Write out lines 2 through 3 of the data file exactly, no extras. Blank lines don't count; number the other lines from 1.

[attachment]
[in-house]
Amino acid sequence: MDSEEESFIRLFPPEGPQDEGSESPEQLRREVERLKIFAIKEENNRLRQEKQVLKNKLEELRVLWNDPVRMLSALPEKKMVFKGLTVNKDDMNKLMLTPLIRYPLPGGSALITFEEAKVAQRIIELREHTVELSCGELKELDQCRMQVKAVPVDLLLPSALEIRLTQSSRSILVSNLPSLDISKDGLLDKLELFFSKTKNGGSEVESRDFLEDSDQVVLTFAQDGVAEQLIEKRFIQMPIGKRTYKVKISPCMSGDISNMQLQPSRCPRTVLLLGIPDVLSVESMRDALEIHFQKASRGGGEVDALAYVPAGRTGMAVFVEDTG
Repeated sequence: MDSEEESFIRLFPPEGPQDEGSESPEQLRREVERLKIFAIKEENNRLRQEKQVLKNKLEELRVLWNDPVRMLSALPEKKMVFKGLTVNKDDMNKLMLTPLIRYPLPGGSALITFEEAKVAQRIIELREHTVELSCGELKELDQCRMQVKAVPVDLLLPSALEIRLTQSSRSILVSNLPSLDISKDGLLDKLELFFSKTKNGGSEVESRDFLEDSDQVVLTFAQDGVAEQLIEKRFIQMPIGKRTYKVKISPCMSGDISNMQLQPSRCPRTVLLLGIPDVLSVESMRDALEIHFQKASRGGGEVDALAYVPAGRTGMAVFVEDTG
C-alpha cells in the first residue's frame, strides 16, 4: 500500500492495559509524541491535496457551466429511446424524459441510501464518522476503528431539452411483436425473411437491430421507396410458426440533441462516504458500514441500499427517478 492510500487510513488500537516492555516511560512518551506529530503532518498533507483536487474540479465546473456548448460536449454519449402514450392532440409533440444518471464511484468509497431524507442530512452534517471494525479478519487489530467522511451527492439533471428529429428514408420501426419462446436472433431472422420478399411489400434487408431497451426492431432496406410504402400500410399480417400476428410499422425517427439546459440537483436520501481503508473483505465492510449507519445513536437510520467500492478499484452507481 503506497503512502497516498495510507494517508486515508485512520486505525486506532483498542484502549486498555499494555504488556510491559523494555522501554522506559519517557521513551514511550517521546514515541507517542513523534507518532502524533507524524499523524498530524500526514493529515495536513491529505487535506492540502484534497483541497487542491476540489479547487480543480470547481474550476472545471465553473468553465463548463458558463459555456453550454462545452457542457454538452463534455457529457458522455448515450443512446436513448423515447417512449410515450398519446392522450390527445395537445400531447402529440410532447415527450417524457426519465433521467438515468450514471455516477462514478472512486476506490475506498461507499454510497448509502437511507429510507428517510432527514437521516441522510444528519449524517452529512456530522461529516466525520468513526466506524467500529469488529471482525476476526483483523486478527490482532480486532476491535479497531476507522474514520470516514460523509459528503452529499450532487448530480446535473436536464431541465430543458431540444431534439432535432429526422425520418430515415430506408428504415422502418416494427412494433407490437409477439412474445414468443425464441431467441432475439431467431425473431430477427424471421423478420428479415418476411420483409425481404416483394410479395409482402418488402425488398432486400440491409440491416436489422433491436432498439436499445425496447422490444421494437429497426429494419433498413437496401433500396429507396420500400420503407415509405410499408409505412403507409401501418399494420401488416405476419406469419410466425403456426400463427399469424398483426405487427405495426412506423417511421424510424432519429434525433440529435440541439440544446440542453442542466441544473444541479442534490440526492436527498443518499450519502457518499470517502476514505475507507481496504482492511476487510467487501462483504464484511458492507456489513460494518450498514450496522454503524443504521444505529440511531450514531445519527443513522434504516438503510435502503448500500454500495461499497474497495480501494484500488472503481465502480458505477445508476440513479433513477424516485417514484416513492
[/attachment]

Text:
Amino acid sequence: MDSEEESFIRLFPPEGPQDEGSESPEQLRREVERLKIFAIKEENNRLRQEKQVLKNKLEELRVLWNDPVRMLSALPEKKMVFKGLTVNKDDMNKLMLTPLIRYPLPGGSALITFEEAKVAQRIIELREHTVELSCGELKELDQCRMQVKAVPVDLLLPSALEIRLTQSSRSILVSNLPSLDISKDGLLDKLELFFSKTKNGGSEVESRDFLEDSDQVVLTFAQDGVAEQLIEKRFIQMPIGKRTYKVKISPCMSGDISNMQLQPSRCPRTVLLLGIPDVLSVESMRDALEIHFQKASRGGGEVDALAYVPAGRTGMAVFVEDTG
Repeated sequence: MDSEEESFIRLFPPEGPQDEGSESPEQLRREVERLKIFAIKEENNRLRQEKQVLKNKLEELRVLWNDPVRMLSALPEKKMVFKGLTVNKDDMNKLMLTPLIRYPLPGGSALITFEEAKVAQRIIELREHTVELSCGELKELDQCRMQVKAVPVDLLLPSALEIRLTQSSRSILVSNLPSLDISKDGLLDKLELFFSKTKNGGSEVESRDFLEDSDQVVLTFAQDGVAEQLIEKRFIQMPIGKRTYKVKISPCMSGDISNMQLQPSRCPRTVLLLGIPDVLSVESMRDALEIHFQKASRGGGEVDALAYVPAGRTGMAVFVEDTG